On Top of the Standings, Houston Astros Will Keep Winning in 2015 and Beyond

Heath Clary@hc3onthediamondCorrespondent IIIMay 4, 2015

HOUSTON, TX - MAY 03:  Evan Gattis #11 of the Houston Astros receives a high five from Chris Carter #23 after hittinga home run in the eighth inning against the Seattle Mariners at Minute Maid Park on May 3, 2015 in Houston, Texas.  (Photo by Bob Levey/Getty Images)
Bob Levey/Getty Images

Most people probably laughed when Houston Astros owner Jim Crane predicted back in January that he thought the Astros had a legitimate chance to make the playoffs.

“The goal is to make the playoffs,” Crane told Brian McTaggart of MLB.com. “The message was clear from A.J. [Hinch], and Jeff [Luhnow] said probably the same thing. The goal is to make the playoffs.”

As a matter of fact, Luhnow was not quite as bullish, but he was still pretty darn optimistic. He didn’t go as far as saying they could make the playoffs, but he did say that a winning record was not out of reach.

“The Astros, in my opinion, are going to have a winning record this year,” Luhnow said on MLB Network, per McTaggart. “I’ll go on record as saying that. I believe this is a winning team, and I think this is the beginning of many years of winning teams.”

Those predictions came on the heels of a 70-92 season in 2014, which marked a 19-game improvement from the previous year. They haven't had a winning season since 2008, but the additions of Evan Gattis, Jed Lowrie, Colby Rasmus, Luke Gregerson, Pat Neshek and others made the confidence somewhat believable for hardcore Astros fans around the country.

So far in 2015, those predictions are coming to fruition. The Astros are one of the most surprising teams this year, and after nearly one month of play, they are tied with the St. Louis Cardinals for the most wins in all of baseball.

There are several reasons for their excellent start, but the main ones are the happy surprises littering both the lineup and pitching rotation.

Twenty-four-year-old center fielder Jake Marisnick, whom the Astros received from the Marlins in the Jarred Cosart trade, has fit that bill to a tee. To this point in the season, he is hitting .391 with three home runs, four doubles and two triples.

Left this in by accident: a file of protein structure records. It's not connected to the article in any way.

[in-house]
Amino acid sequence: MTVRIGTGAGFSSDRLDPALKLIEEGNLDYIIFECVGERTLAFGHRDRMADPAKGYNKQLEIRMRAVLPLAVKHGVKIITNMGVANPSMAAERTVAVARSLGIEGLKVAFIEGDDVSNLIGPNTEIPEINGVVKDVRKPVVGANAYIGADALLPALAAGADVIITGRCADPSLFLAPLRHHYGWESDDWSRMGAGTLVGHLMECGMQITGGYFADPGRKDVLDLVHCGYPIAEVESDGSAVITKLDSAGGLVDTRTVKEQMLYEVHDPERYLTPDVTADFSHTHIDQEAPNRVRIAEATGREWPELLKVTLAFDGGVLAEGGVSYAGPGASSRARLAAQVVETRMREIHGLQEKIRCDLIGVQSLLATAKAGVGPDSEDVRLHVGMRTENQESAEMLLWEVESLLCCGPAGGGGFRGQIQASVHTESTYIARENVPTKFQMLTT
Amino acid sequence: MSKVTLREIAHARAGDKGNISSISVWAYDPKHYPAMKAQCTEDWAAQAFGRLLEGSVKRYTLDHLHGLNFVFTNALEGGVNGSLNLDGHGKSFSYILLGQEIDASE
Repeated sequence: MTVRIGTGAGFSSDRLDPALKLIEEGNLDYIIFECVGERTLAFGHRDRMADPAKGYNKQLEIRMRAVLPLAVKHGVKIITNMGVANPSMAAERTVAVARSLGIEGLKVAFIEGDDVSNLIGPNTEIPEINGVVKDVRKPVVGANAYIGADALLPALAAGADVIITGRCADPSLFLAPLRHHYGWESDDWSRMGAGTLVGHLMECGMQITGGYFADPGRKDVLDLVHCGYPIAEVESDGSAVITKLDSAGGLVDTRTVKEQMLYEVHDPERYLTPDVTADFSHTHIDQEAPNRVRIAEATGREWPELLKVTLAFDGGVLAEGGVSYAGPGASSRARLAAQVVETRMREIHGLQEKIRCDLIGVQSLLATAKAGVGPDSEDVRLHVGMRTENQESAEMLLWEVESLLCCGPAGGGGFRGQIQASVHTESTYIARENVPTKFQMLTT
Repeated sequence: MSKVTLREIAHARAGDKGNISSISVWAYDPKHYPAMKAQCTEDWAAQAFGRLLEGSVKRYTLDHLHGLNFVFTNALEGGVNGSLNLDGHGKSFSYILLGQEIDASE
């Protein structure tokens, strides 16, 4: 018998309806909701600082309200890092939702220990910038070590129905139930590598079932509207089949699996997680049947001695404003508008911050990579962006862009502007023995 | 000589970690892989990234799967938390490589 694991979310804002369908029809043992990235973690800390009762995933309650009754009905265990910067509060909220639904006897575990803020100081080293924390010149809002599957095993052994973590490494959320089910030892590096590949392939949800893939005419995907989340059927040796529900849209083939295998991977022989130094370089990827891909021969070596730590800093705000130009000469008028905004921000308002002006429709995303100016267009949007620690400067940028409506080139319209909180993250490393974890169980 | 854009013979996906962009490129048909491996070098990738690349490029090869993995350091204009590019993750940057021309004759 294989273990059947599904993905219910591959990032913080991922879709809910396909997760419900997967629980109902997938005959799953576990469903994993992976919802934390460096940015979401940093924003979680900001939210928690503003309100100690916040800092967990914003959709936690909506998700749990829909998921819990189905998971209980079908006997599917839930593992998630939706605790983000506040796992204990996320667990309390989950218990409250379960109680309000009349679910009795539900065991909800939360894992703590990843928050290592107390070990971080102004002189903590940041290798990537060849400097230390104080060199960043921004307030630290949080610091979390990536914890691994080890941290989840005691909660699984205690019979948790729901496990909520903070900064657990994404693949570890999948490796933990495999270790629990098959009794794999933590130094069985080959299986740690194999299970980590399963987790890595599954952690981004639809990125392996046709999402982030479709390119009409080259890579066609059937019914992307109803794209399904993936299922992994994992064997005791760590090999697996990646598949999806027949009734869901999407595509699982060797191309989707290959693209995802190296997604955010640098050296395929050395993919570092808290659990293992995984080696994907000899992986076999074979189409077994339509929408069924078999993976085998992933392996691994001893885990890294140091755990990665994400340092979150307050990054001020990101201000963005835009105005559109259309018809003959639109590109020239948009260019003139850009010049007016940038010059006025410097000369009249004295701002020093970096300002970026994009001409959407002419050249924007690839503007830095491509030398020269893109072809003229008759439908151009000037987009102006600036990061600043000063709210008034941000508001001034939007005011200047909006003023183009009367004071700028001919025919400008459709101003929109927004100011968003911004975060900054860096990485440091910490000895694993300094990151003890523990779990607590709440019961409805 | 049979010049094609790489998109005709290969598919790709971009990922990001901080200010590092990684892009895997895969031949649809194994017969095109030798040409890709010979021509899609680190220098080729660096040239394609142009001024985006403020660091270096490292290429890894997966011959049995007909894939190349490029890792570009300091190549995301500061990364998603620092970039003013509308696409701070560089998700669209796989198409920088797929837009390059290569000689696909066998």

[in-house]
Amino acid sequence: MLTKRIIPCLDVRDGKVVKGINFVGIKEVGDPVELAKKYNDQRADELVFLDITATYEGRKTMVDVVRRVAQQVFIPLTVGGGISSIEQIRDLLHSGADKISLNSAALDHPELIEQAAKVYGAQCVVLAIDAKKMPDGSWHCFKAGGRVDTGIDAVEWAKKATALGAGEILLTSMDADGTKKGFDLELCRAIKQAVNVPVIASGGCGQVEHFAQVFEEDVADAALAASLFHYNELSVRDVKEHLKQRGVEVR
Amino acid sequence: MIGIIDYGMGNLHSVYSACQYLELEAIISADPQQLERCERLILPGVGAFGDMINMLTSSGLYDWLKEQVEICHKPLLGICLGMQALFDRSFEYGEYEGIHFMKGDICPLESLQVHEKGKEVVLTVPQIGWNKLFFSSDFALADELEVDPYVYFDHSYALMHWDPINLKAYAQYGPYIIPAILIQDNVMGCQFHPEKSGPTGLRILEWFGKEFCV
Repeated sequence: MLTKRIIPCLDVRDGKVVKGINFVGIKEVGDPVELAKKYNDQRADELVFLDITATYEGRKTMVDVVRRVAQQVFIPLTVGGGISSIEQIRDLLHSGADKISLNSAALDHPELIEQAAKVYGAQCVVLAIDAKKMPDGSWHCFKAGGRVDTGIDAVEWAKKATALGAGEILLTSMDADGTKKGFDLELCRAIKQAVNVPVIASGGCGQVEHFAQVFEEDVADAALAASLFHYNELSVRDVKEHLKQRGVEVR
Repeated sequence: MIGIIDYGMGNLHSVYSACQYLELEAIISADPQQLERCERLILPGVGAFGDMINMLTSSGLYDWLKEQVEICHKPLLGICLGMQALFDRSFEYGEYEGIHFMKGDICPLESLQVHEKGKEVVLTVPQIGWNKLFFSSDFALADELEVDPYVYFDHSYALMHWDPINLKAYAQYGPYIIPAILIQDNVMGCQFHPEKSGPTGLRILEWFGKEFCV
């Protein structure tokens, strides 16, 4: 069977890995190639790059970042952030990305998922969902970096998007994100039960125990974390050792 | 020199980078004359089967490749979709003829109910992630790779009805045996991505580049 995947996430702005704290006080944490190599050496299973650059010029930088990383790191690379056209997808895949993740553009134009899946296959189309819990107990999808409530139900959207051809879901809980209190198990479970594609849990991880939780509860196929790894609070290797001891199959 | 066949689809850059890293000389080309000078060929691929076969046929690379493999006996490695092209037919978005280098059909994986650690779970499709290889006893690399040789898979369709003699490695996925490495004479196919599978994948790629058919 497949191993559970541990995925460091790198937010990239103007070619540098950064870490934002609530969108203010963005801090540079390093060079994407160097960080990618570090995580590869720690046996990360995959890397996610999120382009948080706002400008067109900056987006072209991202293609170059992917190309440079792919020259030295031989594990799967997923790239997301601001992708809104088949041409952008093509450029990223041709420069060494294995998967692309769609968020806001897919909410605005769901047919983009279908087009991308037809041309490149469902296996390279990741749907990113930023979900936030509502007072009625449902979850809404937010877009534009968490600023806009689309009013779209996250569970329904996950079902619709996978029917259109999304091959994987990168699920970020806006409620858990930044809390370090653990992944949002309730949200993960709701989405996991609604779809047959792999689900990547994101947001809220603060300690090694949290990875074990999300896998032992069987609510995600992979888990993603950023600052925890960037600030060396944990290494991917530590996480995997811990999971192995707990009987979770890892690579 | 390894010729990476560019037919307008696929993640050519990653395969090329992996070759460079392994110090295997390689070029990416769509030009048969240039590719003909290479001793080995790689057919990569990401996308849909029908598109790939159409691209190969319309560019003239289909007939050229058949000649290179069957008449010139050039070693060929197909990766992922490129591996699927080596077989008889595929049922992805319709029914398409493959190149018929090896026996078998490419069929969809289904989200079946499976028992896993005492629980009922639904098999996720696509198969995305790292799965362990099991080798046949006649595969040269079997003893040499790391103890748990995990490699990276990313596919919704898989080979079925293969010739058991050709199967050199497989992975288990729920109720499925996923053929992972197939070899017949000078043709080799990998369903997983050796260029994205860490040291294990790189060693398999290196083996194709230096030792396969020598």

Jed Lowrie, who returned to the Astros this offseason after playing two seasons in Oakland, is hitting .300 with four home runs, and he leads the team with an impressive .432 on-base percentage.

George Springer has not caught fire yet, but when he does the Astros are going to be even more potent than they already are.
George Springer has not caught fire yet, but when he does the Astros are going to be even more potent than they already are.Scott Halleran/Getty Images

The Astros' power trio of George Springer, Evan Gattis and Chris Carter have started off the season very slow, but the team has won without them contributing much, and now their bats are starting to come alive. Gattis has homered in each of the past three games, Carter hit a big fly last Tuesday against San Diego, and Springer has hit three homers and stolen five bases in the past eight games.

As Christina Kahrl of ESPN.com put it in a recent article, the Astros are producing just how Luhnow drew it up: lots of fly balls, tons of strikeouts and plenty of home runs. The club leads the league in all three of those categories, and they are the worst team at making contact. As a team, the Astros have only put the ball in play on 61 percent of their at-bats.

One of the most impressive things about this team is how they have managed to manufacture runs on offense. They do this mainly by being very aggressive on the basepaths, always taking the extra base and forcing the defense to make plays. 

The Houston offense is fifth in the MLB in runs scored so far this season, yet their other offensive statistics aren't overly impressive. They are hitting just .247 as a team, which ranks 16th. They are finding ways to overcome their contact deficiencies, and that is something they might be able to do for the remainder of the season.